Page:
Dean graduated from trad jazz gigs in pubs to playing rhythm'n'blues with Lester Square and the GTs and subsequently with John Dummer at the Star Club in Hamburg, where the Beatles had learned their craft. Back in Britain in 1966, he played with the Jamaican Soul Pushers and moved on to Bluesology, the group assembled to back the singer Long John Baldry. Dean recommended his friend the trumpet player and cornetist Marc Charig, who joined Bluesology at the same time, and the pair developed an interest in improvisation. In 1968, they attended the Barry Jazz summer school in Wales and met the pianist and composer Keith Tippett and trombonist Nick Evans:
We started working straight away. I was on tenor and soprano, there were so many venues in those days. It all happened very quickly, suddenly we were part of the scene and we'd made a record.
By the time You Are Here . . . I Am There by the Keith Tippett Group came out in 1970, Dean had been recruited by Soft Machine:
We came across them playing festivals. Mike Ratledge [the keyboard player] had scored a project for a brass section and hired us en masse, plus Lyn Dobson. I remember doing successive weeks at Ronnie Scott's, one with Soft Machine and one with Keith's sextet. Ratledge was writing some pretty complex stuff by this time. It was my first experience of unusual time signatures, sevens, nines, elevens. It was all quite challenging.
The septet line-up toured the UK and France, and recorded a Top Gear session for John Peel in November 1969, but proved short-lived and soon slimmed down to a quintet and then a quartet of Dean, Hopper, Ratledge and Wyatt (drums) for Fourth:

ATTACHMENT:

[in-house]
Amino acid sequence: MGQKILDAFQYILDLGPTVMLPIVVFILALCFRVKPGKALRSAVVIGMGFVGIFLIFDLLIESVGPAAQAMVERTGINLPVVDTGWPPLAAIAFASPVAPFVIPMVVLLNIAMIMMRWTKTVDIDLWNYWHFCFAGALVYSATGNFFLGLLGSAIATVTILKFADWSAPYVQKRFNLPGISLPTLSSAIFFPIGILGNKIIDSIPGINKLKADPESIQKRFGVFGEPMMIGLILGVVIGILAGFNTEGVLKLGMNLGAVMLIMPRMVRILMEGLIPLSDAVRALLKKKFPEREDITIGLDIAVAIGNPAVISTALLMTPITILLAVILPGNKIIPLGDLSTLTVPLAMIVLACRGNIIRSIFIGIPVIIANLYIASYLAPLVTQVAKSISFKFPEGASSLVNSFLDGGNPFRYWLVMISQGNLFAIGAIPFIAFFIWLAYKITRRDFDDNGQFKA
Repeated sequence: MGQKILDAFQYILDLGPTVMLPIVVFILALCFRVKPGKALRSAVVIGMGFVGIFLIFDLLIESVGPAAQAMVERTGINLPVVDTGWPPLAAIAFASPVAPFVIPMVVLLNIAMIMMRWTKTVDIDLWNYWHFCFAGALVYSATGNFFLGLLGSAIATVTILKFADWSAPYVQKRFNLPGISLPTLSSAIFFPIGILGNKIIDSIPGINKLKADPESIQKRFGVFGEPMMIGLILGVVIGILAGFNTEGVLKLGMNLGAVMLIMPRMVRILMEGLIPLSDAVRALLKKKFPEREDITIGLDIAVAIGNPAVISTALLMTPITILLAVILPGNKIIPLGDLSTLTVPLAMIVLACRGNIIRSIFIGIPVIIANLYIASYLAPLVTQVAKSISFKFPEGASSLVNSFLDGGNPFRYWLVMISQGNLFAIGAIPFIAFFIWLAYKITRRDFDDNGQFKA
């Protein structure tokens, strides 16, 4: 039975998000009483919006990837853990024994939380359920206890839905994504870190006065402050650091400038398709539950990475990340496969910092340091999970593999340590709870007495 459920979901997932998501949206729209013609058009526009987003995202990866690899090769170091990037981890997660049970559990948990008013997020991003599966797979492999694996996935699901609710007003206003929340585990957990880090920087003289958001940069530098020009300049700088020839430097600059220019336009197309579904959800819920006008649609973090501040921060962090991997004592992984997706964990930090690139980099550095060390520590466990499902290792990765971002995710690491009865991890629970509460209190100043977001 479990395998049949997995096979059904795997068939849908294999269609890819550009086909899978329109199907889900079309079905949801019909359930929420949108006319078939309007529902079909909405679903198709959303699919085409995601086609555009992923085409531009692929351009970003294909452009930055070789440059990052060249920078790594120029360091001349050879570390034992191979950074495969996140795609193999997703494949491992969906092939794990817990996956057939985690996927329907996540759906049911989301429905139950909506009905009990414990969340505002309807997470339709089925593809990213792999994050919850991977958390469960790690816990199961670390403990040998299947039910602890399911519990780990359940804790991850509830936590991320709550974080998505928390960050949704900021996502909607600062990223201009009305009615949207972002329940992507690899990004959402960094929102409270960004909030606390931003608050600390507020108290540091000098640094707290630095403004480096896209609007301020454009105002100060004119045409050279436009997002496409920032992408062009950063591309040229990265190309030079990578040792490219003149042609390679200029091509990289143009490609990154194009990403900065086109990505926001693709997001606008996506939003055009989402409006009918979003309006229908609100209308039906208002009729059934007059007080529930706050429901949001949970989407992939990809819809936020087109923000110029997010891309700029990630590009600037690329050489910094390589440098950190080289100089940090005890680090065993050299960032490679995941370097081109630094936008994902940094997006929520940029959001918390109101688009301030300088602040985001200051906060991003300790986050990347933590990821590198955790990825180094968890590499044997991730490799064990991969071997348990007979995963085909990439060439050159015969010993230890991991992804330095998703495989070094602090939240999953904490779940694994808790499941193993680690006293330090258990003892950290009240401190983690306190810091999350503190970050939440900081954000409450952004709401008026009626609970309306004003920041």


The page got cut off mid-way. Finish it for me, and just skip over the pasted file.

We all realised the chemistry was right. We did the Proms, which was a bit of a novelty, the first pop group to appear. We played some good stuff during this period, Robert swallowed his unhappiness a lot but the music was moving away from his songs. In the end, there was a sense of relief when he left.
Dean began playing a Fender Rhodes piano on stage, because he didn't like the horn sound coming out of the PA systems. The Australian drummer Phil Howard replaced Wyatt for a while in 1971 but John Marshall completed the sessions for Fifth at the beginning of 1972 and Dean did another tour with Soft Machine before making way for the Welsh musician and composer Karl Jenkins from Nucleus.
Elton Dean released his first of many solo albums in 1971 and went on to front Just Us and work with a myriad of other jazz-fusion and free jazz groups, often at the cutting edge of a musical movement which, from the mid-Seventies, enjoyed only a modicum of interest in Britain but remains a staple of European festivals.
Hardly a prophet in his own country, Dean spent a considerable amount of time in France, where his unparalleled talent for improvisation was greatly appreciated. "Ideally, it's just pure reaction and exchange of energy," explained Dean:
It only happens with people who have that knowledge; when it's flowing, it's very powerful but the chemistry has to be right. Immersion in the flow is something that comes through experience, even if the musicality is there . . . You have to be strong yet sensitive to what others are playing. The art is to have a distinctive voice within the larger entity.
"I've been playing free music for decades", he said.